Kamla’s message to Biden evokes not-so-fond memories
THE EDITOR, Madam:
On Saturday, November 7, Kamla Persad-Bissessar, United National Congress party leader, the official opposition in Trinidad and Tobago, used her Facebook page to post a congratulatory message to US President-elect Joe Biden. Soon afterwards a member of her own party, former Minister of Food Production Devant Maharaj, noticed that Sir Keir Starmer, UK Labour Party leader, and British official opposition, had tweeted an identically worded congratulatory message to Mr Biden a few hours earlier.
This prompted Maharaj to post a photo of both messages with the question, “Plagiarism?” – the post was subsequently removed, with apologies made to Sir Keir.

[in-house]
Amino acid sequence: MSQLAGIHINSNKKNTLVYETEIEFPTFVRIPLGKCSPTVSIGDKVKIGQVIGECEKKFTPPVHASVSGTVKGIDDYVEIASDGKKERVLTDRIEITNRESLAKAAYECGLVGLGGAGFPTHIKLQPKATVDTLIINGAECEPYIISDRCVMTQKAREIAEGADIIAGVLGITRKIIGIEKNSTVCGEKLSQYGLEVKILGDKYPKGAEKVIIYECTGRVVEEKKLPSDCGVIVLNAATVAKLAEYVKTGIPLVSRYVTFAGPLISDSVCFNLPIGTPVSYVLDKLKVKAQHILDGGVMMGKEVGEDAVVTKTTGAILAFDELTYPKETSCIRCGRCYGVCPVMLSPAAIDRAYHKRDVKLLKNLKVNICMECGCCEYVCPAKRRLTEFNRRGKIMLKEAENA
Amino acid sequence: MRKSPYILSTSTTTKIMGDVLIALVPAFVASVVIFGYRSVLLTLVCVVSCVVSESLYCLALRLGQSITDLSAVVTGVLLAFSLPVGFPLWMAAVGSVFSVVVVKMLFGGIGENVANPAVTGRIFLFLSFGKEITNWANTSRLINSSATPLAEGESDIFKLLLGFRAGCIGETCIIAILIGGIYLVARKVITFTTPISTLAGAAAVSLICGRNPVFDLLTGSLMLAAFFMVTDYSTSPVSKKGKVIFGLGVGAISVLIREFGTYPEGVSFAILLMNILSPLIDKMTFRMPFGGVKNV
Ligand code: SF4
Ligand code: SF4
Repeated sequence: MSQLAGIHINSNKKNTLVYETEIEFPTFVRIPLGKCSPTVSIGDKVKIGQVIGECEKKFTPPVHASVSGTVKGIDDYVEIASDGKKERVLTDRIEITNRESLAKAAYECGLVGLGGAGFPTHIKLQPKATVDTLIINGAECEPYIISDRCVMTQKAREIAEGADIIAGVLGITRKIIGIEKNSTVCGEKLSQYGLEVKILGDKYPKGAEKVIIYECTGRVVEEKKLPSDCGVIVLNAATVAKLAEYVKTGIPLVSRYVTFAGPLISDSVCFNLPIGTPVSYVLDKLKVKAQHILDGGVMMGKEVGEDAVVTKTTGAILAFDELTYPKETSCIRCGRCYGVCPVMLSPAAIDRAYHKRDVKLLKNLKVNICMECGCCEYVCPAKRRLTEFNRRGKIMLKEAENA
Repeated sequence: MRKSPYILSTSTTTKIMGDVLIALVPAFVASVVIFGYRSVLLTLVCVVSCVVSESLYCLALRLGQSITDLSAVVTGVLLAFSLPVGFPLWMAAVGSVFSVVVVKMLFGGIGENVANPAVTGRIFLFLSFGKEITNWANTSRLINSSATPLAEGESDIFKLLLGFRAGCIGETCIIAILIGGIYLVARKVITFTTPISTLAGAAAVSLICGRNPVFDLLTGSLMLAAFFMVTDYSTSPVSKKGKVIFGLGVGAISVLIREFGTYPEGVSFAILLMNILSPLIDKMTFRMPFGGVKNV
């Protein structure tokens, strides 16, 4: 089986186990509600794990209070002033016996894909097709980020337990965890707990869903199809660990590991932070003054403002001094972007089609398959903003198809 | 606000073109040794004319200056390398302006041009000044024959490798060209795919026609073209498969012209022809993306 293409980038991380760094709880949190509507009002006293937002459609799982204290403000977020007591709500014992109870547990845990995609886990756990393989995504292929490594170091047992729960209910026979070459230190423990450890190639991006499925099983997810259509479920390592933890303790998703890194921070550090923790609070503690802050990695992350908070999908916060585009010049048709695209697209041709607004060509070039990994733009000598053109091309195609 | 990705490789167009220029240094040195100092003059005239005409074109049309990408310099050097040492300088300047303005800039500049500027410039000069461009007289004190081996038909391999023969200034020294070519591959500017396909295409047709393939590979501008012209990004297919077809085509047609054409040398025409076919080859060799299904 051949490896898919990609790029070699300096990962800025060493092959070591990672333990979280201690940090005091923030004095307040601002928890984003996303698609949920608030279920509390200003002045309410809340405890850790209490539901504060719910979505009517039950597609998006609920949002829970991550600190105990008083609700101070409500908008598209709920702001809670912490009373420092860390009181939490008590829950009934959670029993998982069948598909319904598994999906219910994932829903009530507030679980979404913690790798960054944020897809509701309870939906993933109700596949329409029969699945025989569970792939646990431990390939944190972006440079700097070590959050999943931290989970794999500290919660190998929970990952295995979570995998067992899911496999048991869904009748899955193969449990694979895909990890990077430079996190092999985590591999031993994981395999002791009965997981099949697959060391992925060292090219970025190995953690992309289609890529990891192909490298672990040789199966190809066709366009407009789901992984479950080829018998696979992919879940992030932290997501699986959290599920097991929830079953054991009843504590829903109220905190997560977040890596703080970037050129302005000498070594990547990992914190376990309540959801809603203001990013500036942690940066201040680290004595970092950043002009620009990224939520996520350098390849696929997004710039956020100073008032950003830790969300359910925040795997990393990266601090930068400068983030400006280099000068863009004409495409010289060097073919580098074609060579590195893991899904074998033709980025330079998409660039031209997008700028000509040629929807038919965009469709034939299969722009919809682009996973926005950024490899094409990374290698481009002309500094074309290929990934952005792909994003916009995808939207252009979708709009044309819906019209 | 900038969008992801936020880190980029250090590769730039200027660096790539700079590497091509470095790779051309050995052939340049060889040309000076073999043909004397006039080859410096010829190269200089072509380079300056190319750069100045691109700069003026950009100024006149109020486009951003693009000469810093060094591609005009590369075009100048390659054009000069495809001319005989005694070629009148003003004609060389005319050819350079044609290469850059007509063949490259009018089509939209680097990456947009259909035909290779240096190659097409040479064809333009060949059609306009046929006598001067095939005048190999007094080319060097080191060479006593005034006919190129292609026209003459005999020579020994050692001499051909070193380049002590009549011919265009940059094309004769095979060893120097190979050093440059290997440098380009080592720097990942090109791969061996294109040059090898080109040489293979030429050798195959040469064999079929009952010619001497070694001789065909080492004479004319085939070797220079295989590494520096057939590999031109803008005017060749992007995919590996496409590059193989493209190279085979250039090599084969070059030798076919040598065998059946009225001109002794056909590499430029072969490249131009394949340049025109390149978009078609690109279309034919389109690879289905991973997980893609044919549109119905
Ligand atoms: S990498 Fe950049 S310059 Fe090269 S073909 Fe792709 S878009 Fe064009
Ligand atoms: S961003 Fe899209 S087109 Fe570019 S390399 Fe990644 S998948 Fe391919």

It was probably an administrative assistant who made this grave error, but for those of us who have followed Joe Biden’s career, it brought some vivid flashbacks.
Early in his 1988 presidential campaign then Senator Biden was involved in a Democratic leadership debate, where he plagiarised entire sentences from a recent speech by Neil Kinnock, then leader of the UK Labour Party. Kinnock’s speech was about him and his wife being first in their families to attend university, and how his family were self-taught writers and poets, playing football after work in Welsh mines.
At the Iowa debate, Senator Joe Biden made identical claims about education regarding him and his wife, and then his family who worked in Pennsylvania’s mines. After this came to light, he admitted the speech should have been credited to Kinnock, but by then the media had found he had also used uncredited words from a 1965 Robert Kennedy speech, and from a 1976 Hubert H. Humphrey speech.
Mr Biden retreated from the 1988 presidential race. Lord Kinnock, now a Labour peer, in an interview with The Guardian newspaper, said that the incident was an innocent mistake.